In The Pines With Dana Goolsby Nature Outdoors

Solid White, A Scary Sight!

Photo by Noah Reams

Solid White, A Scary Sight- Most East Texans have heard the popular rhyme to assist with the identification of poisonous snakes in the Pineywoods, “Red on yellow, kills a fellow. Red on black, friend of Jack.” But what about solid white? Solid white, a scary sight!

Noah Reams captured this image of what is believed to be a white water mocassin in Chapel Hill this summer.

The water moccasin, also known as the cottonmouth, is a venomous aquatic snake native to East Texas. These snakes belong to the pit viper family; the same family of snakes that includes rattlesnakes and copperheads. Their venom is destructive to tissue and can be potentially fatal in some cases in some cases.

Water moccasins are large, heavy-bodied, stubby, muscular snake and can grow to nearly six feet. When threatened, it will open its mouth to show its fangs. Water moccasins can vary in color, from brown or olive to nearly black. Juvenile water moccasins usually have a yellow or light green tail. These snakes have crossbands across their backs that are generally darker than their base color, though in some individuals these bands are indistinct, giving the appearance of a solid colored snake. The inside of the mouth is lined with white, hence the name cottonmouth.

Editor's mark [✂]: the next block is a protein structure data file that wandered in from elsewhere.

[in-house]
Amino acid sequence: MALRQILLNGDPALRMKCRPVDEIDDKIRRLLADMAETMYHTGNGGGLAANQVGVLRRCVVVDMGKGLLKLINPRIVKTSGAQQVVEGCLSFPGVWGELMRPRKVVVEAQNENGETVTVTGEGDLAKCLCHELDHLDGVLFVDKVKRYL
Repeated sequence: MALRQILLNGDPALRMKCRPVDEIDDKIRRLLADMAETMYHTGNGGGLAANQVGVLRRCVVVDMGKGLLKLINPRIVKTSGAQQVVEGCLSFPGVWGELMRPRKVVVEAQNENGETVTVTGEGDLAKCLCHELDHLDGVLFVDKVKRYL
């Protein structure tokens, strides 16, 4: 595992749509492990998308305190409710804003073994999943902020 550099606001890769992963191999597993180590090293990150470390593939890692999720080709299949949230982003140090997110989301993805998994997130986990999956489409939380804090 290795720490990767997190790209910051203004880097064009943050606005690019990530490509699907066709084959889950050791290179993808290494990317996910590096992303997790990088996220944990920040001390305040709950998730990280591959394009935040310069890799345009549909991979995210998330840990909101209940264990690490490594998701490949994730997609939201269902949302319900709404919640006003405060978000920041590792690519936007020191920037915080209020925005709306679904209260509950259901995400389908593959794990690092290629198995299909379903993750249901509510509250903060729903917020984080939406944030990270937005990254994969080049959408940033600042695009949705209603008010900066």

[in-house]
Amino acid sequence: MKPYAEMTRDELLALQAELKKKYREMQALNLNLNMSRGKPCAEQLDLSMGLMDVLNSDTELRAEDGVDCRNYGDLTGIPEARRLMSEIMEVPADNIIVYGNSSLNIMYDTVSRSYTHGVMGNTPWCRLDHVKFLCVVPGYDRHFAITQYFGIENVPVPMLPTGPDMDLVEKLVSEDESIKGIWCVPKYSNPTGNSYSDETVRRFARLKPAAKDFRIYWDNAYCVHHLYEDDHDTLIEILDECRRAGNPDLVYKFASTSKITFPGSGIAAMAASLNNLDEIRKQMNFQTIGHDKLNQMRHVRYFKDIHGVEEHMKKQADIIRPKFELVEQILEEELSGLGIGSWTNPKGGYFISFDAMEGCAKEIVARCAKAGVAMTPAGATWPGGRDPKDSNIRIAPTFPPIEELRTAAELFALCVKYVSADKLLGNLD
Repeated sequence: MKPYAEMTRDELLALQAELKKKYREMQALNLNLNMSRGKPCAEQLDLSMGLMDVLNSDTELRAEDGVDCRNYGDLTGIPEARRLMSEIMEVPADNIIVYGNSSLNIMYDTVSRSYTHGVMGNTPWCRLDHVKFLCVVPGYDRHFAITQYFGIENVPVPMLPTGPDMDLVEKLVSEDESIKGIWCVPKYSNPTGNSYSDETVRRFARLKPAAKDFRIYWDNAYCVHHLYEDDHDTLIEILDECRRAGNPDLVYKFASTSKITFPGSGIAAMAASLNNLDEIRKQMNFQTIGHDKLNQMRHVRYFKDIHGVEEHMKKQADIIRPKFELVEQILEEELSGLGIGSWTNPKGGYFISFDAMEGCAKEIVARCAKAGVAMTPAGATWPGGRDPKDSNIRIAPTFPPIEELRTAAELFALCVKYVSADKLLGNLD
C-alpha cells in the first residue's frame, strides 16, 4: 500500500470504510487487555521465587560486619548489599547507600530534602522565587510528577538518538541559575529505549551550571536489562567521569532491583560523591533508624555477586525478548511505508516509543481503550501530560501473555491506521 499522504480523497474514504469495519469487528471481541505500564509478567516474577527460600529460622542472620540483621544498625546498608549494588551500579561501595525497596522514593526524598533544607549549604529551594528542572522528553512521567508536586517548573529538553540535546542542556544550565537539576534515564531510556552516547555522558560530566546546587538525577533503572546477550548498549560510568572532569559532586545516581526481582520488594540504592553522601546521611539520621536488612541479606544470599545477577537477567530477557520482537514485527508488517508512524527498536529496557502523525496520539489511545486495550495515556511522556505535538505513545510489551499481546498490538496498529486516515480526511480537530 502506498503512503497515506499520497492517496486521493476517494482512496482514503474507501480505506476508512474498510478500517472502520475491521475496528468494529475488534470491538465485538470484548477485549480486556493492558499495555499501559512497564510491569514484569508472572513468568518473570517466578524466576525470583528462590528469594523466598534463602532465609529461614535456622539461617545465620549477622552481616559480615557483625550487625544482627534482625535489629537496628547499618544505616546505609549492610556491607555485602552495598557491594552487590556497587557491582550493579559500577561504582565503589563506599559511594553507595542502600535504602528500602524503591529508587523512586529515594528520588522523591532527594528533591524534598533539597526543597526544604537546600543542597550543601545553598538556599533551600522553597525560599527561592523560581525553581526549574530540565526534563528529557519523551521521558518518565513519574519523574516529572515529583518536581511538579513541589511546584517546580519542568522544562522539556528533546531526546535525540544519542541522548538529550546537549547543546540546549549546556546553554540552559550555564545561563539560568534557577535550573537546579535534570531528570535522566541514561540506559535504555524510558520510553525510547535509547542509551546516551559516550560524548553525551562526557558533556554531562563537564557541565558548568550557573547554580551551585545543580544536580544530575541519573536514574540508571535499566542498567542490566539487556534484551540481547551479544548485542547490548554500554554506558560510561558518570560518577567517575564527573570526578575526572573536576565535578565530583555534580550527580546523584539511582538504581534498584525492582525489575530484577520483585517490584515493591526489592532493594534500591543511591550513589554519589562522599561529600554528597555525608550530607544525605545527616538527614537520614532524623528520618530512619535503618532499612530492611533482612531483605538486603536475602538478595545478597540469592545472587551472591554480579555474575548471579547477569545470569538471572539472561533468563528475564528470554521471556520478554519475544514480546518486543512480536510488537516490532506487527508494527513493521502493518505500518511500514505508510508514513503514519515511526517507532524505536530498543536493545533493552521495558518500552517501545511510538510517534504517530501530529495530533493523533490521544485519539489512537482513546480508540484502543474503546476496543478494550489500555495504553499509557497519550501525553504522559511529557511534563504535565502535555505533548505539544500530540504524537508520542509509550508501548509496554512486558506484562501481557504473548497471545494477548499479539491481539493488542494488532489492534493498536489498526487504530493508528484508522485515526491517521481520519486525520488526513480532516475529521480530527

Water mocassins eat frogs, fish and animals. These snakes can be very defensive and sometimes aggressive. They can bite underwater, despite the popular notion that they cannot strike and release venom under water.

Water moccasins are solitary and nocturnal, and tend not to stray far from a water source. When cornered on land without an adjacent body of water to flee to, water moccasins can become aggressive. Before striking, a water moccasin will coil into a circle and vibrate its tail quickly. If this warning goes unheeded, water moccasins will open their mouths to display the white lining. They will bite readily to defend themselves, and will typically release a foul-smelling musk from their cloaca as well.

Water moccasins inhabit a geographic range in East Texas. They are semi-aquatic and prefer swamps, freshwater streams, sloughs, lakes and ditches of the Pineywoods. Water moccasins also reside on land in moist, low-lying forests near streams or other bodies of water.

Swimmers, bathers and anglers on river banks should always keep a sharp eye out for these snakes.

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